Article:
Reflection Revisited: Jürgen Habermas's Discursive Theory of Truth
David Bourget (Western Ontario)
David Chalmers (ANU, NYU)
Rafael De Clercq
Ezio Di Nucci
Jack Alan Reynolds
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Fordham University Press (1999)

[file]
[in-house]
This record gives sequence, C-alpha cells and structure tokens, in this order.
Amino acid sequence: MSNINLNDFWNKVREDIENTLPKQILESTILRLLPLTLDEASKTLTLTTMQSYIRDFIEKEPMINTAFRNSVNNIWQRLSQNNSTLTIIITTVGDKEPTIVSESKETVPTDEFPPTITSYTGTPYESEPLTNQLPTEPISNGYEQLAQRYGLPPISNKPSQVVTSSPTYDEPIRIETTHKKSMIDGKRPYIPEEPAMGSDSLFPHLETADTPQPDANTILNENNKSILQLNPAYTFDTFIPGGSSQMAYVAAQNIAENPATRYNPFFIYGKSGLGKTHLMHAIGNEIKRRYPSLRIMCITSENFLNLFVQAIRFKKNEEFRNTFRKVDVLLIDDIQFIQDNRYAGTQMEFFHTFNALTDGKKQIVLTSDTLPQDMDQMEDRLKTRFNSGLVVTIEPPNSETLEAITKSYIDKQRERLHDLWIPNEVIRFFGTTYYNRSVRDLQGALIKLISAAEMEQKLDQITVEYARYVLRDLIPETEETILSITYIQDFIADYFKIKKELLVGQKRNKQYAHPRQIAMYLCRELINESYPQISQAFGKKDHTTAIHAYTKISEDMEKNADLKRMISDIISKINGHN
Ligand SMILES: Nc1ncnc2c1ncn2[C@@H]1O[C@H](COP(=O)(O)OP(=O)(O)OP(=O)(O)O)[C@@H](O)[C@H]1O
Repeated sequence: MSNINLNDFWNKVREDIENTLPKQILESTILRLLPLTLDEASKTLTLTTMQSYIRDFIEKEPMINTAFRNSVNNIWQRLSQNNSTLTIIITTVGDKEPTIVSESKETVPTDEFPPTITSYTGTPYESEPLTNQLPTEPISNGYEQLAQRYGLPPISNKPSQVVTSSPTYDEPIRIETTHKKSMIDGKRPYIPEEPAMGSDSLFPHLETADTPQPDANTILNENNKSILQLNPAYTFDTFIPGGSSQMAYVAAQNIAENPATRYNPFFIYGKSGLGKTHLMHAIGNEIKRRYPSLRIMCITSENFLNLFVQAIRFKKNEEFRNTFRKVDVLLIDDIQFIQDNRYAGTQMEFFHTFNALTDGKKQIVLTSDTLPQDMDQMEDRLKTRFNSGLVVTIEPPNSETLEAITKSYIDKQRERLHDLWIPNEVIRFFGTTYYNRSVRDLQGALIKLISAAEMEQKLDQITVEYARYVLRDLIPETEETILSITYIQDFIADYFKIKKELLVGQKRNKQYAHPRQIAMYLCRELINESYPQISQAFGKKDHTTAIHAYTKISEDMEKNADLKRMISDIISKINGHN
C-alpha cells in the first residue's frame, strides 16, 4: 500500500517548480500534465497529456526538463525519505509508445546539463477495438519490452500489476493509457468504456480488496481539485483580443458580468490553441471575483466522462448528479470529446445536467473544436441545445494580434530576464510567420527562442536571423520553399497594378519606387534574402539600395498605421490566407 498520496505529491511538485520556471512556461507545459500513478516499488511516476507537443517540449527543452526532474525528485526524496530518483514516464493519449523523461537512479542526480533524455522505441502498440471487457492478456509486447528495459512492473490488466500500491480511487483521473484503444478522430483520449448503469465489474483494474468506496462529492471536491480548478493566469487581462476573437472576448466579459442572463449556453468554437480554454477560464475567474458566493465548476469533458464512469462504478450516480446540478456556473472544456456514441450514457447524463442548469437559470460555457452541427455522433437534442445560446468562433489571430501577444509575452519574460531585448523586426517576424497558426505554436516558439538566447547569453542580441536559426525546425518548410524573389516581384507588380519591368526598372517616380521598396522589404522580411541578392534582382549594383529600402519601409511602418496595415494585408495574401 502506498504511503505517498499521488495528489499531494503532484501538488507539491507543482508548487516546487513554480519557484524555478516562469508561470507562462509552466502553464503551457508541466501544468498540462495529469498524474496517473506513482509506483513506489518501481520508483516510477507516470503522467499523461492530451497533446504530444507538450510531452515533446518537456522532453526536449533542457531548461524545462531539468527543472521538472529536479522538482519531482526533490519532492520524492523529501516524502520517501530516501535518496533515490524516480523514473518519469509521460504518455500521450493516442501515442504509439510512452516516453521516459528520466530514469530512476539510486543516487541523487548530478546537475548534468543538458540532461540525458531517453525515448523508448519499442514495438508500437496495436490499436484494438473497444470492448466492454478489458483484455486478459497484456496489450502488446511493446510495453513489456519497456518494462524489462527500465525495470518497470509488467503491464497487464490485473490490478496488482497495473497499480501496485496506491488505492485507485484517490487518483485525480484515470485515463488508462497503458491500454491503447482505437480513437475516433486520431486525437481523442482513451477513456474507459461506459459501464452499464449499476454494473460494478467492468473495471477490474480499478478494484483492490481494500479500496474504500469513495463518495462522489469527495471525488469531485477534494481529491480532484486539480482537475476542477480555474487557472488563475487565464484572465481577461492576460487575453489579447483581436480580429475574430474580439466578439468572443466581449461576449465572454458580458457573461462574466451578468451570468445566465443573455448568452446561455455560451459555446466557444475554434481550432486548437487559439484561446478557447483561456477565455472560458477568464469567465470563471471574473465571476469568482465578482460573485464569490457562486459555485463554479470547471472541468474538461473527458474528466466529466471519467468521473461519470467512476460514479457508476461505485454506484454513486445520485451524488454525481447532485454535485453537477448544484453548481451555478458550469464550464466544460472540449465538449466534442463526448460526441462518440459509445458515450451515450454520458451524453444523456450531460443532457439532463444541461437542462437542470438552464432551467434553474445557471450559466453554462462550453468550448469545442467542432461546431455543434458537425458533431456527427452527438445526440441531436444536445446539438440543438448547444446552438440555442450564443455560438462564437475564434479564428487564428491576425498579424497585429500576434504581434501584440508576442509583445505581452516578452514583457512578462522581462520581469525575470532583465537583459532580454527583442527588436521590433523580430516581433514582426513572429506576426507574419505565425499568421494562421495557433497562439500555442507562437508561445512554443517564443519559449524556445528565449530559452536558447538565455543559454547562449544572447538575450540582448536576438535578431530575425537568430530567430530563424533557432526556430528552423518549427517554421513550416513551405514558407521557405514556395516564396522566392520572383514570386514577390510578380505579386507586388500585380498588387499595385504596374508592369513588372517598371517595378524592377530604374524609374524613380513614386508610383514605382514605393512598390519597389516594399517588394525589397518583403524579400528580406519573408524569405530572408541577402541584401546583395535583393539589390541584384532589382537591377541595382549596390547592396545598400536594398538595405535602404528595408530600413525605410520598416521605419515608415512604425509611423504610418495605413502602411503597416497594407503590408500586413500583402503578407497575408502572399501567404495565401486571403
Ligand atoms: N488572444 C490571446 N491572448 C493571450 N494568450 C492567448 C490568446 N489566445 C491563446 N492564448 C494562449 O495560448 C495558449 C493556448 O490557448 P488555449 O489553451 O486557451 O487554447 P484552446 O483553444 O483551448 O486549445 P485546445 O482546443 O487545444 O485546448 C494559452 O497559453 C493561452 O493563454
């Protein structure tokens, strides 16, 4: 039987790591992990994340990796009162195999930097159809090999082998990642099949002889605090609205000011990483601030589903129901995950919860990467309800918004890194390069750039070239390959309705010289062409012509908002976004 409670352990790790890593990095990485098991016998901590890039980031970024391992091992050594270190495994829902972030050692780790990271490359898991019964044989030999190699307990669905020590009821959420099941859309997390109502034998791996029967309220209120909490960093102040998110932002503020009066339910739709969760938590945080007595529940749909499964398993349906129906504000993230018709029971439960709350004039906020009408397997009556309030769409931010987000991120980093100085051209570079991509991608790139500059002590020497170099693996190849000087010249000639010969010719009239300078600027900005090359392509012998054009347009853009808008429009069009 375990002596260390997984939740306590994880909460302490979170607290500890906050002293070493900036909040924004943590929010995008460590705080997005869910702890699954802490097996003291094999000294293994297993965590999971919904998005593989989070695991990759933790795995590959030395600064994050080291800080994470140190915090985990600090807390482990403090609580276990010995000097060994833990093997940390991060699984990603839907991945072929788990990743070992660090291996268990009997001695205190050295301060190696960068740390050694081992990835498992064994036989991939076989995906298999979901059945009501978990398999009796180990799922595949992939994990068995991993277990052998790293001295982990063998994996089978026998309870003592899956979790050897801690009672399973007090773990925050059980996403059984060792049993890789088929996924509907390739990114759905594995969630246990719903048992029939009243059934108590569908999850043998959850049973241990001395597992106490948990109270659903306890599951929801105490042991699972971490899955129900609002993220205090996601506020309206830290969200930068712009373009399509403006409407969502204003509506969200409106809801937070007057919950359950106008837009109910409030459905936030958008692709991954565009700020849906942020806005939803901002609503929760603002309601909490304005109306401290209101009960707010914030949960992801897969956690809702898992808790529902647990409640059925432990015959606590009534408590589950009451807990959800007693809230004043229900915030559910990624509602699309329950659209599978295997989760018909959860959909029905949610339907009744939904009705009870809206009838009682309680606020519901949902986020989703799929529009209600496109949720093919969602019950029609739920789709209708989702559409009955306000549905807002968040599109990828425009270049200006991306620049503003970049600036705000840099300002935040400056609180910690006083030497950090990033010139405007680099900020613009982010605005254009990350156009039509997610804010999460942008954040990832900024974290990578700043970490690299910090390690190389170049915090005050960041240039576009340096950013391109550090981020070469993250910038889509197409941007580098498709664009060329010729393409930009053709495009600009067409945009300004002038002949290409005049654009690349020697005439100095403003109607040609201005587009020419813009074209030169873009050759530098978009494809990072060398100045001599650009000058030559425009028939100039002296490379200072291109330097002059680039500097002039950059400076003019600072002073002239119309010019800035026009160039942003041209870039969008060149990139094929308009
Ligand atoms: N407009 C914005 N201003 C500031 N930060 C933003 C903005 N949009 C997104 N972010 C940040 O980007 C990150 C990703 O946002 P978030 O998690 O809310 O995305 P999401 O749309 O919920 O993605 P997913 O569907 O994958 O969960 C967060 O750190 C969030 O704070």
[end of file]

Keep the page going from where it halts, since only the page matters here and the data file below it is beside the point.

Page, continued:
Jurgen Habermas, particularly in his master work Theory of Communicative Action (1981), takes us several of the basic insights of the philosophical tradition of reflection initiated by Kant, and sets it on a new and highly original emancipative path. He claims that reflection not only can determine the limits of reasoning about thought and action, but also can grasp the limits that human agents face in freeing themselves form unjust social and economic structures. Human agents can engage in constructive and emancipative communication with others by determining the limits not of their own consciousness, but of the intersubjective structures shared in everyday communication. Reflection Revisited examines Habermas’ own two-stage development of this theory of emancipative reflection and explicates how he applies reflection specifically to the problems of personal identity development and ethics.
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